Throughout the 2000s, Newton was evicted from a group home and two other locations. He was able, however, to enroll as a client of ongoing treatment at Valley Mental Health in the fall of 2009 as a condition of the court dismissing a disorderly conduct charge.
Even with treatment, Newton found himself being churned through the system—facing six new charges since receiving court-ordered treatment, ranging from trespassing and more false emergency calls to his assault charge from the library incident.
Having been kicked out of low-income housing and a group home because of his erratic behavior, Beckstead says Newton recently lived for more than a year at the Road Home shelter.
For having received multiple assault charges, Newton in person seems as intimidating as the Rain Man. Besides his mental-health issues and developmental disabilities, he is also asthmatic and suffers from eczema so bad he wears hospital scrubs that won’t chafe his legs. And despite a long history of court appearances, Newton is ecstatic about joining Mental Health Court. At the end of a recent court hearing on the assault charge, Newton wandered to the other side of the courthouse just to watch Mental Health Court in action, even though it wasn’t required.
To witness the court in action is to witness something more akin to a social gathering than a stuffy legal affair. Part of the success of the program, according to Gill, who helped found the court in 2001, is the community support. Participants in court who are compliant get to ride the “rocket docket,” where court “offenders” quickly line up to check in with the judge who congratulates them for complying with treatment and taking their medications. The participant then receives a hearty round of applause from the judge and the entire court.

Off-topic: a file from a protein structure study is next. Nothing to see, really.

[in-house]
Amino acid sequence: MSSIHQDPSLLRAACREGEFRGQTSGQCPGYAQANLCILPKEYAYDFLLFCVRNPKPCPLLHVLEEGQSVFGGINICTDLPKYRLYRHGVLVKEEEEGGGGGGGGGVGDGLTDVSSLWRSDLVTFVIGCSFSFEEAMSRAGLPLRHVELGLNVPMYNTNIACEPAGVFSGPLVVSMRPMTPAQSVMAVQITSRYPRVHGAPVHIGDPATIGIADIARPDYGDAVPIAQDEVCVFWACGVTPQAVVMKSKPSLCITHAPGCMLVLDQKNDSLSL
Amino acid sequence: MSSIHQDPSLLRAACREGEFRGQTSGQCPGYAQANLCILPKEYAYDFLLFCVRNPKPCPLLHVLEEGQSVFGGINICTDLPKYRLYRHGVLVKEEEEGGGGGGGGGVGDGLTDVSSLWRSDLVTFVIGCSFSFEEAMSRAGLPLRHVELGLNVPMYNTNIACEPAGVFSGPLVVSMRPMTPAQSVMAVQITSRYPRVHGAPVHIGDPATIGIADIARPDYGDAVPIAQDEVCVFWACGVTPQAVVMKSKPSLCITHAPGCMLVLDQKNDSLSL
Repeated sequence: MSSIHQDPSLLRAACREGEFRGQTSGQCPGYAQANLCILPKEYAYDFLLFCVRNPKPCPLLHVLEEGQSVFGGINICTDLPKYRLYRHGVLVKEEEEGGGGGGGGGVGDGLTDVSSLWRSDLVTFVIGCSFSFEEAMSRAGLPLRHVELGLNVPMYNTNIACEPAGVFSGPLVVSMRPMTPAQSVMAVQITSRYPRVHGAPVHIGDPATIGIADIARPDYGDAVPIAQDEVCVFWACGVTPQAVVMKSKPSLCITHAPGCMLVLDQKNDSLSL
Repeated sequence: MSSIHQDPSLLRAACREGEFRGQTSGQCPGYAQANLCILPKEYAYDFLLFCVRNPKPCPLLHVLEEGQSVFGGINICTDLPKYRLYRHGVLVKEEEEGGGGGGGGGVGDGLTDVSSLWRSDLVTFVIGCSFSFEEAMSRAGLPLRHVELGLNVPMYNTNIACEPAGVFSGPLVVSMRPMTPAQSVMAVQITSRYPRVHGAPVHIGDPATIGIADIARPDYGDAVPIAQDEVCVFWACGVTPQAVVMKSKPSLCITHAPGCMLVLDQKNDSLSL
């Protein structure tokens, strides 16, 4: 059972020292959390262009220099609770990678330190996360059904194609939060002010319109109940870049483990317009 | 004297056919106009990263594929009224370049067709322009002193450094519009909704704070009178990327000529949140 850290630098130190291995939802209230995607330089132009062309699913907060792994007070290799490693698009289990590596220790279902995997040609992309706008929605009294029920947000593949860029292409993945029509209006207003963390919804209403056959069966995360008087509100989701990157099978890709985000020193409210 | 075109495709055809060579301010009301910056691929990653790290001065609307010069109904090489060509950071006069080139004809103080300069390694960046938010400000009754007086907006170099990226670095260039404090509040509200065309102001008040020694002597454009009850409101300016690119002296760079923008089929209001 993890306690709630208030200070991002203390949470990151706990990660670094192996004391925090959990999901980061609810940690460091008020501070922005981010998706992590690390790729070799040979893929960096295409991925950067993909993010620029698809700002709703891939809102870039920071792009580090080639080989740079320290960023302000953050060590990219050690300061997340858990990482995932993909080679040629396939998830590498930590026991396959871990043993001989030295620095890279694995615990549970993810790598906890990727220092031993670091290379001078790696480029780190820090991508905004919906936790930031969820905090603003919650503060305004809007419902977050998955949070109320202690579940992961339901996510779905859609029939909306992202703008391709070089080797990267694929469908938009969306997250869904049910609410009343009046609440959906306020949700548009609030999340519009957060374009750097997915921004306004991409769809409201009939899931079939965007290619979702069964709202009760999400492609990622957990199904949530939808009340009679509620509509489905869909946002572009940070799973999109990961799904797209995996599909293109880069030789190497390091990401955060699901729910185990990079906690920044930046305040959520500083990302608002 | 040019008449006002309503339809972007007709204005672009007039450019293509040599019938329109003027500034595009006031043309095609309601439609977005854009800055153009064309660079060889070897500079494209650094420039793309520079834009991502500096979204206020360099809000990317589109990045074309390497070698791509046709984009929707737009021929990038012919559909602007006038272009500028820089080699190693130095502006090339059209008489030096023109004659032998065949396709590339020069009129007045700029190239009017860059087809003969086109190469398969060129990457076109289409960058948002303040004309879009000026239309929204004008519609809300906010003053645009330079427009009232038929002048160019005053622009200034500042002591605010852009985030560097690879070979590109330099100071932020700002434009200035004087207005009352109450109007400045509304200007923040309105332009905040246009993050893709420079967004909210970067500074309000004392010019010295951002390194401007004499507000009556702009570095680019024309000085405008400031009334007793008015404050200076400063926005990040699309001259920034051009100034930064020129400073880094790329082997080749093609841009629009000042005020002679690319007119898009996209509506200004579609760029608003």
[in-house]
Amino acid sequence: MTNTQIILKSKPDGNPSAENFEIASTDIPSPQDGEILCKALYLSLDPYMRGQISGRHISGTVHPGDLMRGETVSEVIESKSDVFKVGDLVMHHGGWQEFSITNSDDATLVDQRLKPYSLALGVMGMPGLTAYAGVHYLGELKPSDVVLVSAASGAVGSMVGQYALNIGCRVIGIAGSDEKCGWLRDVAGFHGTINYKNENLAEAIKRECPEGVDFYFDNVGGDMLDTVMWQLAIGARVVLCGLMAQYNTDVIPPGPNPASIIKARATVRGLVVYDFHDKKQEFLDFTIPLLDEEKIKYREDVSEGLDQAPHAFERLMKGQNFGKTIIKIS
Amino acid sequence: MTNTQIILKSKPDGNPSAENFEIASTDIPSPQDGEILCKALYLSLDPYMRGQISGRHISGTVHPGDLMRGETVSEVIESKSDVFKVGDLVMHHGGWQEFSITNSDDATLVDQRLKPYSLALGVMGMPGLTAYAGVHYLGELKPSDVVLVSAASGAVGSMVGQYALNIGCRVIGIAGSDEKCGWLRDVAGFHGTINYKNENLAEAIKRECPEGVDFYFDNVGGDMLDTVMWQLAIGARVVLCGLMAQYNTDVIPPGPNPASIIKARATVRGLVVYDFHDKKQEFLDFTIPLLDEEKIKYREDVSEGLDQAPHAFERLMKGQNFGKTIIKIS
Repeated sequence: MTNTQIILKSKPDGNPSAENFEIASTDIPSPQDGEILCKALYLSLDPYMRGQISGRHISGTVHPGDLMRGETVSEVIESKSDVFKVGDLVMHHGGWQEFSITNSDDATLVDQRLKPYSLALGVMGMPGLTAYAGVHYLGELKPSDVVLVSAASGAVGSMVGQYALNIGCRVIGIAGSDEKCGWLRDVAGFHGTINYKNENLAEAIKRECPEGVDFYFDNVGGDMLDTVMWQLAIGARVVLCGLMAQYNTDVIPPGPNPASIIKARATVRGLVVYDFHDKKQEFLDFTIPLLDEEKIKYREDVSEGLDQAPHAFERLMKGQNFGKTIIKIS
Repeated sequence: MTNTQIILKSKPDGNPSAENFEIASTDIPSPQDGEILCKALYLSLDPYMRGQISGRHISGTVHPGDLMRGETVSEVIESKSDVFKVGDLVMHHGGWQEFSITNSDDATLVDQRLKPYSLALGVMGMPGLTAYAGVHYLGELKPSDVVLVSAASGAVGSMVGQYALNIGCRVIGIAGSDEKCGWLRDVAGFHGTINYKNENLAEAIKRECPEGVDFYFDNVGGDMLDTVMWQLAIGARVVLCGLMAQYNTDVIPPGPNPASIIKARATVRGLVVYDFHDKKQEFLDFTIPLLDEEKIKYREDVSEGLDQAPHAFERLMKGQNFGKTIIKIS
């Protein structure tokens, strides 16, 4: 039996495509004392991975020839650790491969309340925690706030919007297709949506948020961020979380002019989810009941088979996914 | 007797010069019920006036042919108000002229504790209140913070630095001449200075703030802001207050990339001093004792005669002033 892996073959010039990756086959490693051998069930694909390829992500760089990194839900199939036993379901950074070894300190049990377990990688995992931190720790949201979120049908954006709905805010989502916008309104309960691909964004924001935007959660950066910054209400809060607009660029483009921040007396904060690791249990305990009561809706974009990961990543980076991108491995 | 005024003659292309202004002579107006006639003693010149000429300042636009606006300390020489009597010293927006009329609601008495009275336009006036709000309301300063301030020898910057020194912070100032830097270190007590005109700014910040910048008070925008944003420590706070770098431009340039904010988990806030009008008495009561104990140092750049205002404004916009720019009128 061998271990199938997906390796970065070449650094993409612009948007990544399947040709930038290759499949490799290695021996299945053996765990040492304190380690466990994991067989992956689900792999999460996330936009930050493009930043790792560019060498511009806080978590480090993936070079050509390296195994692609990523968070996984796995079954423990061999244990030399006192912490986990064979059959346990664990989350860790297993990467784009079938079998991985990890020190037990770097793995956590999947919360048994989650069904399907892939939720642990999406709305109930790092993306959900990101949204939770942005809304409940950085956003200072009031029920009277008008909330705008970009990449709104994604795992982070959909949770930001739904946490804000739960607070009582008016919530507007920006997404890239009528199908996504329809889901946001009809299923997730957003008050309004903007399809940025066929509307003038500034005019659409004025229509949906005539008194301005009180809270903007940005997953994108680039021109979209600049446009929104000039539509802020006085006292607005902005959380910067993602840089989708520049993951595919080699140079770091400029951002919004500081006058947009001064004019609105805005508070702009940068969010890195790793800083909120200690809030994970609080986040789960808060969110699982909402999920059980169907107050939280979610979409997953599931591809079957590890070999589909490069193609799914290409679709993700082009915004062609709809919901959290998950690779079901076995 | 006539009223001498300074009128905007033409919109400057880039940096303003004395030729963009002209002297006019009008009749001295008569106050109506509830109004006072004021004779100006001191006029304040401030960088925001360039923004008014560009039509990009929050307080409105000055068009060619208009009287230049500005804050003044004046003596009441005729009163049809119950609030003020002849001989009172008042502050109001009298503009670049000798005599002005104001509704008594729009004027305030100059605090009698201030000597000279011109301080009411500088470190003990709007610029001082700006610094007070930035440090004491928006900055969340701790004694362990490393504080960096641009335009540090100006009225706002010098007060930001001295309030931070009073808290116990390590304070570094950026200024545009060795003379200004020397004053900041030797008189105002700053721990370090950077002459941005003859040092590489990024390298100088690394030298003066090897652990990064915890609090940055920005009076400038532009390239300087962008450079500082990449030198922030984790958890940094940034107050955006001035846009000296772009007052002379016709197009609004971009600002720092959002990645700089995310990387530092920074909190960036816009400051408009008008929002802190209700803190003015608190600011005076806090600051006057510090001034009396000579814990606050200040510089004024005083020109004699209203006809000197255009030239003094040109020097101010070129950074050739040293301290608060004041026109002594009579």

“One of the remarkable things we discovered is the greatest sanction we had [with Mental Health Court] isn’t jail, it was a verbal warning that we were going to take them off the rocket docket,” Gill says.
Currently, the court sees as many as 150 clients at any time, strictly those who have issues but are legally competent, since the program is voluntary. The court is open only to those who aren’t excessively violent or are sex offenders. Gill cites office studies that show Mental Health Court participants having a recidivism rate of 17 to 19 percent, compared to rates as high as 70 percent in the regular courts for offenders who also have mental-health issues. Since the court keeps participants hooked up to services, supervision and ready access to needed medications, Gill says the Salt Lake County program saves taxpayers as much as $1.2 million a year when it comes to cutting back on police, emergency, jail and other costs.
In Salt Lake County, Gill would hope to see the court expand from two judges holding the court once a week, to a full-time court held every day. He also says the court needs to grow to tailor services to individuals like Newton who struggle with developmental disabilities as well as mental-health issues. Gill is making no promises for immediate action because of resource constraints, but he is starting to talk with service providers.
It’s a conversation he says will benefit everyone from taxpayers to vulnerable individuals like Newton.
“I’ve been a public prosecutor all my life,” Gill says. “I’m hard-nosed, and I will send you to prison if I need to. But I also know that if you treat people with respect and dignity, the dividends you get back are profound.”